THIS WAS FROM SEASON TWO OF VANJO - AT THIS POINT I DIDN'T HAVE ANY MONEY FOR A PHOTO SHOOT - SO AN ONLINE RETAILER SHOT THE IMAGES FOR THE SAMPLES. I DIDN;T HAVE ANY CONTROL OVER THE SHOOTS, AND WHEN I RECEIVED THEM BACK, IT DIDN'T REALLY KEEP IN ETHOS OF THE BRAND. I WOULDN'T CHOOSE THIS PATH AGAIN.

There’s no straightforward answer, but I do have the luxury of hindsight so I can share what I would do differently if I could do it all over again. Though it’s not all black and white, my mistakes are tightly woven with the best decisions I ever made. But there are certain things I have learned:

 

Have a good network of people around you.
I started my label when I left Thailand and moved straight to Northern Ireland, arriving with just a backpack and knowing only a couple of people. Financially it worked, as there were many grants I was able to apply for. Plus there were no jobs for lingerie design there, flights to London were cheap and I could tackle the international market with Dublin just being over a two-train ride away.

But at the start, when I was working from home from 7 a.m. to 11 p.m., it became lonely and I had only the postman to distract me!

Although I didn’t have anyone close at hand, what I did have was a godsend — a friend in a similar boat who had started her own grading company in her home town in Wales. She became my lifeline, because no one else really understands (or cares) that your second batch of overlocking thread doesn’t match the first and the dilemma of whether to unpick the whole lot or just to carry on.

Never try to be bigger than you are at the start.
This is one I found hardest to sit with, having already worked for large high street stores, where everything was done fast and on a big scale. I found myself working as a one-man band, and because of the speed I knew I could go, I wanted things done quicker and better than I could physically do them.

I sometimes envied the designers who had no experience in the trade as they couldn’t compare themselves to what they had previously done. Instead of relishing the fact that I hand-made all my lingerie to start with, and needed to build slowly, to build and establish my brand, I headed straight to the top and started saying yes to all stockists who wanted me — including Topshop, which told me that they didn’t want next season’s range, they wanted this one, and soon. Then they kept upping their order and I kept saying yes, working seven days a week on the dreaded 7 a.m.-11 p.m. shift for three months solid.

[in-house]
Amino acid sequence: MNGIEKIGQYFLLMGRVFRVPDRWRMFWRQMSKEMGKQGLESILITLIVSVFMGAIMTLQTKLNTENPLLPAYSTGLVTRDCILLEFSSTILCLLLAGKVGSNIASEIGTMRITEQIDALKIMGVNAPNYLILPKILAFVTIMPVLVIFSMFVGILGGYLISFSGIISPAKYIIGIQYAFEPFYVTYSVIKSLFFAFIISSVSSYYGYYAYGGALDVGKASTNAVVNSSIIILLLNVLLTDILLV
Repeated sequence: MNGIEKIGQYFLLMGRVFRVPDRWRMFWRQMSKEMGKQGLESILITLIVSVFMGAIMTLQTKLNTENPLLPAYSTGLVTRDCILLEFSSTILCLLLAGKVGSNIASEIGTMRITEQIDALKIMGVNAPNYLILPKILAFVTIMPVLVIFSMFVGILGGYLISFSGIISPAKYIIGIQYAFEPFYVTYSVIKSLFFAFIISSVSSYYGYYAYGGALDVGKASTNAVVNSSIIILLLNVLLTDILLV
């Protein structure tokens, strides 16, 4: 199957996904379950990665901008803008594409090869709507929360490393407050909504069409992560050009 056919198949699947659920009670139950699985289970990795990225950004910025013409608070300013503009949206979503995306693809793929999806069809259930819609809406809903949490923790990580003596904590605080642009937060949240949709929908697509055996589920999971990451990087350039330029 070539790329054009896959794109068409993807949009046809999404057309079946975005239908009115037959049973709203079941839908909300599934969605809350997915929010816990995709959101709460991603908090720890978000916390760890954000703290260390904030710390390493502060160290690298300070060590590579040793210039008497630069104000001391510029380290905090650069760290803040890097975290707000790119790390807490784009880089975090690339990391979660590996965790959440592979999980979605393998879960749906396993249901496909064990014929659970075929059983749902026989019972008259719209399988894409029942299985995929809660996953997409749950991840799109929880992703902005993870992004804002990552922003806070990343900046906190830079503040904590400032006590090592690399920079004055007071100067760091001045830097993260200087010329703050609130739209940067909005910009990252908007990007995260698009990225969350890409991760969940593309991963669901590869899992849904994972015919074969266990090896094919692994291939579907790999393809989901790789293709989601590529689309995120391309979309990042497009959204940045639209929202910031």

If I was aiming to go high again so soon, I would make sure I have the goods to back it up with. 

THIS WAS FROM SEASON THREE, AGAIN I DIDN'T REALLY HAVE ANY BUDGET FOR THE PHOTO SHOOT (SEE A PATTERN EMERGING?) I HAD COMPLETED A BUSINESS COURSE FROM INVEST NI AT THIS STAGE, AND ONE OF THE PERKS FORM COMPLETING THIS COURSE WAS 15 HOURS FROM SOMEONE IN THE INDUSTRY, I CHOSE  PR  AND THE SHOOT WAS AGAIN DONE FOR ME, WITH MODELS CHOSEN. THE BRA MODELLED WAS ONE OF THE BEST SELLERS FOR THAT SEASON.

THIS WAS FROM SEASON THREE, AGAIN I DIDN'T REALLY HAVE ANY BUDGET FOR THE PHOTO SHOOT (SEE A PATTERN EMERGING?) I HAD COMPLETED A BUSINESS COURSE FROM INVEST NI AT THIS STAGE, AND ONE OF THE PERKS FORM COMPLETING THIS COURSE WAS 15 HOURS FROM SOMEONE IN THE INDUSTRY, I CHOSE PR AND THE SHOOT WAS AGAIN DONE FOR ME, WITH MODELS CHOSEN. THE BRA MODELLED WAS ONE OF THE BEST SELLERS FOR THAT SEASON.

Don’t spend money you don’t have.
Sounds pretty simple, but when you’re in a big warehouse with every shade of elastic and trim, you do end up going crazy. Did I really need to buy 500 metres of black brushed back elastic in two varieties? 

Decide the style of your brand.
When I first started my brand not only did I design lingerie, I also did men’s trunks (under the name Vanjon) and just for good measure I did men’s and women’s T-shirts. Looking back I do wonder, what the hell was I thinking? The time and money I spent on that I could have spent on the lingerie.

Save money where it counts.
Yes, another one about money, but without a cash flow you have no business. Be realistic where you can save money, and where you should spend it. To start with, I paid my model with underwear, as well as the make-up artist. I also managed to get a shoot done in a vintage shop for free by using some of the shop’s jewellery and mentioning her shop in my local press releases.